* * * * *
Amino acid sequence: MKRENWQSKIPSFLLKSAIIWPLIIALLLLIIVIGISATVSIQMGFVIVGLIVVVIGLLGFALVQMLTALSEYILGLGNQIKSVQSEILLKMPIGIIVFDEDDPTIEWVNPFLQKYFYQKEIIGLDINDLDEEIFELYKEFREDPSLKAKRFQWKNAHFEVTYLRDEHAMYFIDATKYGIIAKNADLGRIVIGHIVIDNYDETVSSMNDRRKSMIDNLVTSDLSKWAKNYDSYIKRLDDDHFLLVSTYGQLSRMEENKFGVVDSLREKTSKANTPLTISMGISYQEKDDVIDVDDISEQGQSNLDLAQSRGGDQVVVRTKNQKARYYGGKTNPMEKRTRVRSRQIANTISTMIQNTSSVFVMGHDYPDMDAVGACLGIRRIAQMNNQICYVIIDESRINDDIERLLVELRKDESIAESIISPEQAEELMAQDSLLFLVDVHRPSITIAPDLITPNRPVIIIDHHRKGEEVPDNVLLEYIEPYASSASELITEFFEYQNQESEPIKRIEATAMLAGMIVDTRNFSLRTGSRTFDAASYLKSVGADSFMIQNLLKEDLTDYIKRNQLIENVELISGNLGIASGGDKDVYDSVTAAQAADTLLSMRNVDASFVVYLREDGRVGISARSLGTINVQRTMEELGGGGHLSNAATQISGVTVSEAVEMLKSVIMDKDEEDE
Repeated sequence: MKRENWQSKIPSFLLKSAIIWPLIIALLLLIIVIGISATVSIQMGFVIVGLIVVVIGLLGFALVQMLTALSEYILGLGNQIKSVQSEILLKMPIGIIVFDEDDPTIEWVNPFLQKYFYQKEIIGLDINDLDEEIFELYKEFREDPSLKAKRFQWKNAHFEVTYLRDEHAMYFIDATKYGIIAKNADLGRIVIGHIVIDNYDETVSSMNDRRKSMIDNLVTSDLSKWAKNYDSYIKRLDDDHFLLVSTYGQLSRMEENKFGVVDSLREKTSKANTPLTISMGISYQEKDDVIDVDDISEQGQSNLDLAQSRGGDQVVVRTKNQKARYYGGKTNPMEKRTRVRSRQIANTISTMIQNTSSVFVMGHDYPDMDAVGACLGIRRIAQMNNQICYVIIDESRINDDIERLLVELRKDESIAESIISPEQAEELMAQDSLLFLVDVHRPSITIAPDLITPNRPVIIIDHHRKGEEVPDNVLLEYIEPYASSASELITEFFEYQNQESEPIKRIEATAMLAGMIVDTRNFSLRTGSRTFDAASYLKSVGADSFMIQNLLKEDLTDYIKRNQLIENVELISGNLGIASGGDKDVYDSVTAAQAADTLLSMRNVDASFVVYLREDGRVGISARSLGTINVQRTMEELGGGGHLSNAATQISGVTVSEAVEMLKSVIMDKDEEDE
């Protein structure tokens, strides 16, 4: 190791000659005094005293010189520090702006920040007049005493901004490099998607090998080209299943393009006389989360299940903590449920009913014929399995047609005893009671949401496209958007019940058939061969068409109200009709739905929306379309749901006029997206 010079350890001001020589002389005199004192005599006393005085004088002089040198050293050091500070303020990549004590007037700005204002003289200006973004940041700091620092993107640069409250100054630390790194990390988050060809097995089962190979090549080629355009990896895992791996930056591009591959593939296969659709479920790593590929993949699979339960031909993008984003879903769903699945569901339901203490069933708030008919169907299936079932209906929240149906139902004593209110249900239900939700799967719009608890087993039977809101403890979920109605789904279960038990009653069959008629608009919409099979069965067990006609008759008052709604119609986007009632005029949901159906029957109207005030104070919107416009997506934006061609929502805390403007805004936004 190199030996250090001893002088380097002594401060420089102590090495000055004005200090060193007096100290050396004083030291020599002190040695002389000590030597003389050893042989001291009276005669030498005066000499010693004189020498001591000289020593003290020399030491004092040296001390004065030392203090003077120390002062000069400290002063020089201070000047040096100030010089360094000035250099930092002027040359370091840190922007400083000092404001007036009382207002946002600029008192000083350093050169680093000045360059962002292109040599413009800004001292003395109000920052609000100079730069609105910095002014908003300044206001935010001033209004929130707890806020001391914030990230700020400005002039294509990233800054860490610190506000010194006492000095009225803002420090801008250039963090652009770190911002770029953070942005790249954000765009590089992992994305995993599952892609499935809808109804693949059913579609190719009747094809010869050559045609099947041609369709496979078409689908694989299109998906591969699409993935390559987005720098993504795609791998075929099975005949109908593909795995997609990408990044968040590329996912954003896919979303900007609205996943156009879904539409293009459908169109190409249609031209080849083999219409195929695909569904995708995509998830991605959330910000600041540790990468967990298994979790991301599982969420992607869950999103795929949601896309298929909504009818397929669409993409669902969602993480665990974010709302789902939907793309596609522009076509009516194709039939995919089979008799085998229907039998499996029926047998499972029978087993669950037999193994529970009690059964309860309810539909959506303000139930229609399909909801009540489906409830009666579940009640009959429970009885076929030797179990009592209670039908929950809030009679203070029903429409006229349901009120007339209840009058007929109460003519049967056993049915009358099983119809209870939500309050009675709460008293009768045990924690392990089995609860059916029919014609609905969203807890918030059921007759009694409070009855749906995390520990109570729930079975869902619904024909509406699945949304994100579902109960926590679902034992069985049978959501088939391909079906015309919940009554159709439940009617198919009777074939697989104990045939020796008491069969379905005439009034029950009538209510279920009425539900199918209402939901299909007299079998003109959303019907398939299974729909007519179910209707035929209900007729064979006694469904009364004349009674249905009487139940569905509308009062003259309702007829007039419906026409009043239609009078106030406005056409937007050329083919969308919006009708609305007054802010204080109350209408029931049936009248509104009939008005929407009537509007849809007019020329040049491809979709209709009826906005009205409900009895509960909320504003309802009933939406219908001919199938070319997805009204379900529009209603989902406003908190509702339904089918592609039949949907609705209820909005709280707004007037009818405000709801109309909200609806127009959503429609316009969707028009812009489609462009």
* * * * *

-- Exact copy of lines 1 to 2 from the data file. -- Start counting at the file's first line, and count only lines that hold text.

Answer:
Amino acid sequence: MKRENWQSKIPSFLLKSAIIWPLIIALLLLIIVIGISATVSIQMGFVIVGLIVVVIGLLGFALVQMLTALSEYILGLGNQIKSVQSEILLKMPIGIIVFDEDDPTIEWVNPFLQKYFYQKEIIGLDINDLDEEIFELYKEFREDPSLKAKRFQWKNAHFEVTYLRDEHAMYFIDATKYGIIAKNADLGRIVIGHIVIDNYDETVSSMNDRRKSMIDNLVTSDLSKWAKNYDSYIKRLDDDHFLLVSTYGQLSRMEENKFGVVDSLREKTSKANTPLTISMGISYQEKDDVIDVDDISEQGQSNLDLAQSRGGDQVVVRTKNQKARYYGGKTNPMEKRTRVRSRQIANTISTMIQNTSSVFVMGHDYPDMDAVGACLGIRRIAQMNNQICYVIIDESRINDDIERLLVELRKDESIAESIISPEQAEELMAQDSLLFLVDVHRPSITIAPDLITPNRPVIIIDHHRKGEEVPDNVLLEYIEPYASSASELITEFFEYQNQESEPIKRIEATAMLAGMIVDTRNFSLRTGSRTFDAASYLKSVGADSFMIQNLLKEDLTDYIKRNQLIENVELISGNLGIASGGDKDVYDSVTAAQAADTLLSMRNVDASFVVYLREDGRVGISARSLGTINVQRTMEELGGGGHLSNAATQISGVTVSEAVEMLKSVIMDKDEEDE
Repeated sequence: MKRENWQSKIPSFLLKSAIIWPLIIALLLLIIVIGISATVSIQMGFVIVGLIVVVIGLLGFALVQMLTALSEYILGLGNQIKSVQSEILLKMPIGIIVFDEDDPTIEWVNPFLQKYFYQKEIIGLDINDLDEEIFELYKEFREDPSLKAKRFQWKNAHFEVTYLRDEHAMYFIDATKYGIIAKNADLGRIVIGHIVIDNYDETVSSMNDRRKSMIDNLVTSDLSKWAKNYDSYIKRLDDDHFLLVSTYGQLSRMEENKFGVVDSLREKTSKANTPLTISMGISYQEKDDVIDVDDISEQGQSNLDLAQSRGGDQVVVRTKNQKARYYGGKTNPMEKRTRVRSRQIANTISTMIQNTSSVFVMGHDYPDMDAVGACLGIRRIAQMNNQICYVIIDESRINDDIERLLVELRKDESIAESIISPEQAEELMAQDSLLFLVDVHRPSITIAPDLITPNRPVIIIDHHRKGEEVPDNVLLEYIEPYASSASELITEFFEYQNQESEPIKRIEATAMLAGMIVDTRNFSLRTGSRTFDAASYLKSVGADSFMIQNLLKEDLTDYIKRNQLIENVELISGNLGIASGGDKDVYDSVTAAQAADTLLSMRNVDASFVVYLREDGRVGISARSLGTINVQRTMEELGGGGHLSNAATQISGVTVSEAVEMLKSVIMDKDEEDE